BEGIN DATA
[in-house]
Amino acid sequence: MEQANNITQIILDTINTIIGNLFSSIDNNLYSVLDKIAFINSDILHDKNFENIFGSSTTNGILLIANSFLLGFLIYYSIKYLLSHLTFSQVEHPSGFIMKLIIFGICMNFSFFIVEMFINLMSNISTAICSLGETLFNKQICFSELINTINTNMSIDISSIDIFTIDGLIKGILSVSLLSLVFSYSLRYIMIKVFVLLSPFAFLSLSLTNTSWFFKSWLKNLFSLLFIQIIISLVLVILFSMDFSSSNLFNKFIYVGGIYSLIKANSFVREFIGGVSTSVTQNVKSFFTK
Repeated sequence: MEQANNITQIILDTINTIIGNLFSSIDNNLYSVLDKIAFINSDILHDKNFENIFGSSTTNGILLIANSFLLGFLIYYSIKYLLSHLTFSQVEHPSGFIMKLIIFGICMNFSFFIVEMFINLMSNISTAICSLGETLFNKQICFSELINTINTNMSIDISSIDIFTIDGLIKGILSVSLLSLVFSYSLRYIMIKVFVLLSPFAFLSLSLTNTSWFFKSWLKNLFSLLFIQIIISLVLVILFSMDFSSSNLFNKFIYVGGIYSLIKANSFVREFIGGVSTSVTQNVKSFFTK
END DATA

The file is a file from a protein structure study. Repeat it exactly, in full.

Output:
[in-house]
Amino acid sequence: MEQANNITQIILDTINTIIGNLFSSIDNNLYSVLDKIAFINSDILHDKNFENIFGSSTTNGILLIANSFLLGFLIYYSIKYLLSHLTFSQVEHPSGFIMKLIIFGICMNFSFFIVEMFINLMSNISTAICSLGETLFNKQICFSELINTINTNMSIDISSIDIFTIDGLIKGILSVSLLSLVFSYSLRYIMIKVFVLLSPFAFLSLSLTNTSWFFKSWLKNLFSLLFIQIIISLVLVILFSMDFSSSNLFNKFIYVGGIYSLIKANSFVREFIGGVSTSVTQNVKSFFTK
Repeated sequence: MEQANNITQIILDTINTIIGNLFSSIDNNLYSVLDKIAFINSDILHDKNFENIFGSSTTNGILLIANSFLLGFLIYYSIKYLLSHLTFSQVEHPSGFIMKLIIFGICMNFSFFIVEMFINLMSNISTAICSLGETLFNKQICFSELINTINTNMSIDISSIDIFTIDGLIKGILSVSLLSLVFSYSLRYIMIKVFVLLSPFAFLSLSLTNTSWFFKSWLKNLFSLLFIQIIISLVLVILFSMDFSSSNLFNKFIYVGGIYSLIKANSFVREFIGGVSTSVTQNVKSFFTK